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Factsheet #1: An Introduction to Part 3 of the Children and Families Act 2014 The Children and Families Act 2014 has been described as the biggest reform to child welfare legislation in 30 years. It includes changes to special educational needs, health and social care and will affect all children and young people with special educational needs under the age of 25. What is an Education, Health and Care Plan, or EHC Plan? Under the new Act, statements of special educational needs for children in schools and learning difficulty assessments for young people in further education and training, will be replaced with a single combined Education, Health and Care Plan (EHC plan). An EHC plan will cover children and young people from birth to aged 25 and will include information about health and social care needs as well as special educational needs in one single document. This will extend the current age of eligibility for those with a statement of SEN and still in education from 16 to 25. EHC plans must be prepared and maintained by the local authority and include annual reviews, re-assessments and education otherwise than at school as before. What are the other changes under the new system? Under the new Act there is an emphasis on: • • •

wishes and feelings and participation in decision-making aspirations and goals and improving outcomes for children and young people and transition through to adulthood joint planning / commissioning of services

Some of the other key changes include: • • • • •

School action and school action plus will be abolished and replaced with SEN support which will extend to colleges and sixth forms. The new scheme will cover academies, independent schools and colleges and institutions must admit pupils where named in the EHC plan. The timescale for completion of the assessment process for issuing a final EHC plan is 20 weeks instead of the current 24 weeks for a statement. The First Tier (Special Educational Needs and Disability) Tribunal can consider appeals up to the age of 25 but mediation must be considered before making an appeal. Personal budgets must be made available for SEN education provision along with a right to request direct payments.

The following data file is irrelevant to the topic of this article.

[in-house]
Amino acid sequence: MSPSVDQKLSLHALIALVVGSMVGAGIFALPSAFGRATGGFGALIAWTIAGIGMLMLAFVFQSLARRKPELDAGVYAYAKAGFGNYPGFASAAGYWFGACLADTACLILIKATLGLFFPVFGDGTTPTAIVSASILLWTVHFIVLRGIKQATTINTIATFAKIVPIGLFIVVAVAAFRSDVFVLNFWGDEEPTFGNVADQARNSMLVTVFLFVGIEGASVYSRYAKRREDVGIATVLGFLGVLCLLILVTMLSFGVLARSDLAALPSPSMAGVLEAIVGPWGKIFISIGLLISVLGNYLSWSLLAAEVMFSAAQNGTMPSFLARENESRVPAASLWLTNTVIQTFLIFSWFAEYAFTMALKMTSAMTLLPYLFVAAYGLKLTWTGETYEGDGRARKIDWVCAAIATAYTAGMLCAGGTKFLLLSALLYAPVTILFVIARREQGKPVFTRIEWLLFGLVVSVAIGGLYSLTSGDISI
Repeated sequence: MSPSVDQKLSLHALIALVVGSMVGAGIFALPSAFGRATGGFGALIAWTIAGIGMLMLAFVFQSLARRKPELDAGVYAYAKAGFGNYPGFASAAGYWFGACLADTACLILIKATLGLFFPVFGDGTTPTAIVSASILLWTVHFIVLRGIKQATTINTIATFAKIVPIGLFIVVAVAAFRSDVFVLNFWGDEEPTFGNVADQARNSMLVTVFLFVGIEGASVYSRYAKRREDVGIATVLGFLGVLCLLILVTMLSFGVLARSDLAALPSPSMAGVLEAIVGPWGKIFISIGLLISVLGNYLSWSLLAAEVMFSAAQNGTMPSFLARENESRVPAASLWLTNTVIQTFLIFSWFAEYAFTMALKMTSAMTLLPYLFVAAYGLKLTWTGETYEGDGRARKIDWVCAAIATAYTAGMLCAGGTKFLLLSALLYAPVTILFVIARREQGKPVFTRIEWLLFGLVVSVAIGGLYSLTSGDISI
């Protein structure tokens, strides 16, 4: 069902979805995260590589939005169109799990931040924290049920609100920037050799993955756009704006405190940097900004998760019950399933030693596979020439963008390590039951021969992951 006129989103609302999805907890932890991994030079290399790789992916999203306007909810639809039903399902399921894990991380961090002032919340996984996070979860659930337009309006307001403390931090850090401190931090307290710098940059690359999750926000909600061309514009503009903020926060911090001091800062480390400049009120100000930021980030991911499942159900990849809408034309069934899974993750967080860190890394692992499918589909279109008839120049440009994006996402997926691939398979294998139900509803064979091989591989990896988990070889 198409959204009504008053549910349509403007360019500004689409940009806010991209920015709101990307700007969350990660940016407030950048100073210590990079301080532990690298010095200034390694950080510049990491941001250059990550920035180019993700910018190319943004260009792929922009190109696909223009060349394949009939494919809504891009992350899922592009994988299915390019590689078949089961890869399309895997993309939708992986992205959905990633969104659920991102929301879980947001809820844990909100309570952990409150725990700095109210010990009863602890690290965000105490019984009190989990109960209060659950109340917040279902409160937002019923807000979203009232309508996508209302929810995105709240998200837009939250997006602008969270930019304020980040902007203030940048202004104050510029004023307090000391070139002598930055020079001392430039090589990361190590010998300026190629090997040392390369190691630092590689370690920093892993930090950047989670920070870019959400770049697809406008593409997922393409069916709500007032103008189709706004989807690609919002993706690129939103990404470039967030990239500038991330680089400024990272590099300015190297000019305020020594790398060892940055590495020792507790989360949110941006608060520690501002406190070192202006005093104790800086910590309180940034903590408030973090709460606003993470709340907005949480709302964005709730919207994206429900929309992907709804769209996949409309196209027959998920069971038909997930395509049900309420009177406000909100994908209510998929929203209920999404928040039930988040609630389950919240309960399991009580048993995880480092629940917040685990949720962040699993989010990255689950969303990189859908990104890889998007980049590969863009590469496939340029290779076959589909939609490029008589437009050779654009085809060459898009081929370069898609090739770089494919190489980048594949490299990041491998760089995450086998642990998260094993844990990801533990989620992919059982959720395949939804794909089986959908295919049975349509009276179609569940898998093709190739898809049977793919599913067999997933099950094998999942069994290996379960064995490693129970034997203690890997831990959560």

In addition, each local authority must publish a Local Offer which sets out in one place information about provision they expect to be available across education, health and social care for children and young people in their area who have SEN or are disabled. When will the changes be introduced? From 1 September 2014 no new assessments for statements or learning difficulty assessments will be offered by local authorities. All new requests for an assessment from this date will be considered under the new legislation and those requiring support will receive it through an EHC plan. The reformed mediation and appeals process, and the option of a personal budget for those with an EHC plan will also be available from this date. Children and young people with existing statements and learning difficulty assessments will begin to transfer to the new system in accordance with the transitional arrangements put in place by each local authority. This will be set out in their Local Transition Plan. The legal force of statements and learning difficulty assessments will not be withdrawn until all children and young people have completed the transition to EHC plans. This will be September 2016 for learning difficulty assessments and September 2018 for statements.

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Profile for Council for Disabled Children

Independent Support Fact Sheet #1: Introduction  

Independent Support Fact Sheet #1: Introduction  

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